Thursday, January 20, 2011

Social Network for Bicycle Clubs: CIBA 2020

I originally submitted this to CIBANews in 2006.  I was probably a couple of years early on CINDYC, and the iPhone has replaced the iPod.  However, I think everything else predicted is still a very reasonable extension of what is happening today.

CIBA 2020

It’s roughly 12:30 UST (7:30 AM for the Standard time holdouts) when you roll over, and ask your HC (Home Computer) for your start page. Since it’s a weekend, your personal profile results in the weather conditions making-up the headlines rather than news and traffic.  Mid 50’s now, highs near 75 with no rain, light SE winds, so it is going to be a great day for riding.  You roll your eyes to morning chore list (the display follows your eyes, no need for a keyboard or mouse); a couple easy tasks, and you’ll be ready to ride in three hours.    Before getting out of bed you call out your ride request to HC “Ride-CIBA, 15:30 home start, 80 klicks- social-workout” and then head for the shower.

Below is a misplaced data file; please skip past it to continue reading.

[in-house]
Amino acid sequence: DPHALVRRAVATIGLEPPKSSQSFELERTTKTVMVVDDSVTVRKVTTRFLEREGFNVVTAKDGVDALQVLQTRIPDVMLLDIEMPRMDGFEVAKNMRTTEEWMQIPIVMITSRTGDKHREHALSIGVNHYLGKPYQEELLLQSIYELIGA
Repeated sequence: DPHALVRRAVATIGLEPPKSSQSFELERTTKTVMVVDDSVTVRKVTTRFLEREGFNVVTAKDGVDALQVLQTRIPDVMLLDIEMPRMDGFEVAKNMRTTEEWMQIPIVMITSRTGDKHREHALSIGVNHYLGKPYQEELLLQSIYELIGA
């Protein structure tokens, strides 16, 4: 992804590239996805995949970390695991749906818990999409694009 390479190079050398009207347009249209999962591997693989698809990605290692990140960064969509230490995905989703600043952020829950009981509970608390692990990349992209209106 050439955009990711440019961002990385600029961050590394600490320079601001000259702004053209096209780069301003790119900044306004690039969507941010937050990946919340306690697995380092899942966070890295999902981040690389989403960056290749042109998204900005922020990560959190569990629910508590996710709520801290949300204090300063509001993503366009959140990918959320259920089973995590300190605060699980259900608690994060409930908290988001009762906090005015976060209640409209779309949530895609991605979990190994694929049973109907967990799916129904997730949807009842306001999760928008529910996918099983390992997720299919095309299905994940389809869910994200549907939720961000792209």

How will CIBA and the role of bike clubs change over the next 30 years?  The last 30 years saw the recreational bike clubs driven by the baby boomers wanting to exercise. Hand-typed monthly newsletters and ride schedules served a mentoring function for out-of-shape novice riders on poor equipment with steep learning curves. At a club ride the “new” riders were the one’s in tennis shoes and cut-offs.  While getting in shape and learning to shift, they learned how to ride with a group. Today, index shifting and more novice friendly bikes, plus diverse fitness backgrounds (running, spinning and triathlons) and readily available equipment result in rides where the novice may be fit and strong, but have no idea on the intricacies of safe, fast, group riding.

By the time you sit down for breakfast and check in, CIBA’s RideServer has matched your ride request with two rides it is building for the north side. 15 riders (so far) are heading up to Lebanon for lunch, while another group of 17 is going to Tipton.  You blink the Lebanon ride; and check the rider list; not “him” again you think- and this time you remember to put him on your least preferred list.  You try the Tipton ride, and see a handful of your regulars.  You blink in for that ride; by the time you refresh you see 2 more riders; the Tipton ride is now up to 20, and the RideServer will now post the ride to CIndyC.